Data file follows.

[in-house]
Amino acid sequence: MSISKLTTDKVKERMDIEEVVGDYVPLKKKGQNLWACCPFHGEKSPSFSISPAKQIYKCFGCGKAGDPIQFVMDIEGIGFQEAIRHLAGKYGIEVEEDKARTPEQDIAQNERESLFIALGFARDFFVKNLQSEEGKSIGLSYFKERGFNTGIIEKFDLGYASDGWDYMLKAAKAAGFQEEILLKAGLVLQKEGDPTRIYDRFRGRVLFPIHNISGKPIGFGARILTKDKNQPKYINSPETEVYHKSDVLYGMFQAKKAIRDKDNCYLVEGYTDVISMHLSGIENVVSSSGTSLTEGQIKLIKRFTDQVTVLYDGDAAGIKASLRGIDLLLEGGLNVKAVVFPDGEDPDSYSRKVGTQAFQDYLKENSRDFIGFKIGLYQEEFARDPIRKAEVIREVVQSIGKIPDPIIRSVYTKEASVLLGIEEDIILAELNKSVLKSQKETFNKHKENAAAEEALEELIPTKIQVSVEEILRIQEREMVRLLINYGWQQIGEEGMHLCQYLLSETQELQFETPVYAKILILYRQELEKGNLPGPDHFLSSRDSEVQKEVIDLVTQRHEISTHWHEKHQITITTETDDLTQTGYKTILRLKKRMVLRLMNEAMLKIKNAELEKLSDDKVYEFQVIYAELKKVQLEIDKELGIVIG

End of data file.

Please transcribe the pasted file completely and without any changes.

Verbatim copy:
[in-house]
Amino acid sequence: MSISKLTTDKVKERMDIEEVVGDYVPLKKKGQNLWACCPFHGEKSPSFSISPAKQIYKCFGCGKAGDPIQFVMDIEGIGFQEAIRHLAGKYGIEVEEDKARTPEQDIAQNERESLFIALGFARDFFVKNLQSEEGKSIGLSYFKERGFNTGIIEKFDLGYASDGWDYMLKAAKAAGFQEEILLKAGLVLQKEGDPTRIYDRFRGRVLFPIHNISGKPIGFGARILTKDKNQPKYINSPETEVYHKSDVLYGMFQAKKAIRDKDNCYLVEGYTDVISMHLSGIENVVSSSGTSLTEGQIKLIKRFTDQVTVLYDGDAAGIKASLRGIDLLLEGGLNVKAVVFPDGEDPDSYSRKVGTQAFQDYLKENSRDFIGFKIGLYQEEFARDPIRKAEVIREVVQSIGKIPDPIIRSVYTKEASVLLGIEEDIILAELNKSVLKSQKETFNKHKENAAAEEALEELIPTKIQVSVEEILRIQEREMVRLLINYGWQQIGEEGMHLCQYLLSETQELQFETPVYAKILILYRQELEKGNLPGPDHFLSSRDSEVQKEVIDLVTQRHEISTHWHEKHQITITTETDDLTQTGYKTILRLKKRMVLRLMNEAMLKIKNAELEKLSDDKVYEFQVIYAELKKVQLEIDKELGIVIG